Georgia House adopts bill requiring police to aid apprehend immigrants after student’s death

Georgia House Republicans are supporting a bill that mandates all eligible police and sheriff’s departments to assist in identifying and apprehending undocumented immigrants and detaining them for deportation.

The state House of Representatives voted 97-74 on Thursday to pass House Bill 1105. The decision came after a Venezuelan man was accused of brutally beating a nursing student to death on the University of Georgia campus. Now, the bill will proceed to the state Senate for further discussion and deliberation.

Jose Ibarra, a 26-year-old Venezuelan citizen, was taken into custody on Friday on charges of murder and assault in connection with the tragic death of 22-year-old Laken Riley. According to immigration authorities, Ibarra unlawfully entered the United States in 2022, and it remains unclear whether he has sought asylum.

Riley, a nursing student at Augusta University’s Athens campus, tragically lost her life on February 22. The incident occurred when her roommate alerted authorities after Riley failed to return from her morning run in a nearby wooded area. It is heart-wrenching to think that such a dedicated student met such a tragic fate.

The bill includes provisions that establish new guidelines for jail officials to verify the immigration status of individuals. Republican state Rep. Jesse Petrea of Savannah emphasized the importance of this clause in enforcing the current state law, which mandates that sheriffs consult with U.S. Immigration and Customs Enforcement (ICE) regarding individuals who do not appear to be American citizens.

“Fixing policy in the face of unspeakable tragedy is not a political act,” expressed Rep. Houston Gaines, an Athens Republican. “It is an imperative action taken to ensure that a similar incident never repeats itself.”

Read More:  O.J. Simpson's Will Designates Son as Successor and Estate Executor, Promises No Payments to Goldmans

Sheriffs are adamant in their denial of any disregard for the law when it comes to checking with ICE. The proposed bill aims to hold sheriffs accountable by making those who fail to check immigration status guilty of a misdemeanor. Furthermore, the bill also includes provisions to deny state funding to jails and sheriffs that choose not to cooperate.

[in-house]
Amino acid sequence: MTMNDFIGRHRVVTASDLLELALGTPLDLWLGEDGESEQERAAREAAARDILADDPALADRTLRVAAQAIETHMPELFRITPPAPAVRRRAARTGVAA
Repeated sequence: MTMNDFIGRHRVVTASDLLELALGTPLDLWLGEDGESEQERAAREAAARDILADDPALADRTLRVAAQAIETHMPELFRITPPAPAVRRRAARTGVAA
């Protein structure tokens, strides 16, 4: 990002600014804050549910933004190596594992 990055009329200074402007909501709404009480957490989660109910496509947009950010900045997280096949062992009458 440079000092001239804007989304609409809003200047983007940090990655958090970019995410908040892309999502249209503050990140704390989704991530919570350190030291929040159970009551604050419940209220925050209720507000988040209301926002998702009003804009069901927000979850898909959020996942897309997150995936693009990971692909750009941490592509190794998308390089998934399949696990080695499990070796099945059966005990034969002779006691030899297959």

Democrats cautioned that the bill could result in prolonged detention of individuals, lead to the separation of parents from their U.S.-born children, and foster a sense of mistrust towards law enforcement within immigrant communities. They argued that the bill was based on a flawed assumption that immigrants are responsible for higher crime rates, despite studies indicating that immigrants are actually less likely to be arrested.

“We are seeking justice for the unfortunate incident that occurred to Laken Riley. Our main objective is to ensure that both legal and illegal individuals who possess violent tendencies are not allowed to roam freely on our streets,” expressed Rep. Esther Panitch, a Sandy Springs Democrat. “However, this proposed bill falls short in achieving that goal. It will not effectively secure our borders, enhance our safety, or provide additional protection for women.”

Georgia’s proposed law aims to align the state with others that have stricter immigration policies, taking inspiration from Texas. In Texas, police will soon have the power to apprehend undocumented migrants, while local judges can order them to leave the country.

Marin stated that she has observed a recurring pattern where ambitious representatives and senators utilize fear as a strategic approach to achieve and sustain their positions in electoral office.

Read More:  Controversial Comment by NBC Host on Donald Trump's Actions in the 2020 Election Provokes Outrage

Cities and counties that want to assist ICE would need to apply for a 287(g) agreement, which allows local officers to enforce immigration law. The acceptance rate for these applications is uncertain, as President Joe Biden’s administration has downplayed the significance of the program.

The Immigrant Legal Resource Center found in their recent report that out of the 159 counties in Georgia, only six have 287(g) agreements with ICE. However, it is important to note that five of these agreements are limited to jails. One county, Oconee County, located in the Athens suburb, is responsible for executing warrants for immigration violations and deportation orders. Additionally, state agencies in Georgia also collaborate with ICE in their enforcement efforts.

According to the center, at least three Georgia counties have discontinued their jail-based cooperation with ICE. Among these counties are Gwinnett County and Cobb County, both of which are major suburban areas in Atlanta where this issue played a significant role during the campaign.

House Democratic Whip Sam Park of Lawrenceville expressed his strong opposition to the program, stating that it had devastating consequences for families and children.

Petrea emphasized the importance of local assistance. He expressed concern that refusing to cooperate with federal immigration authorities poses a threat to public safety and undermines the integrity of our nation’s immigration laws.

Read More:

Leave a Comment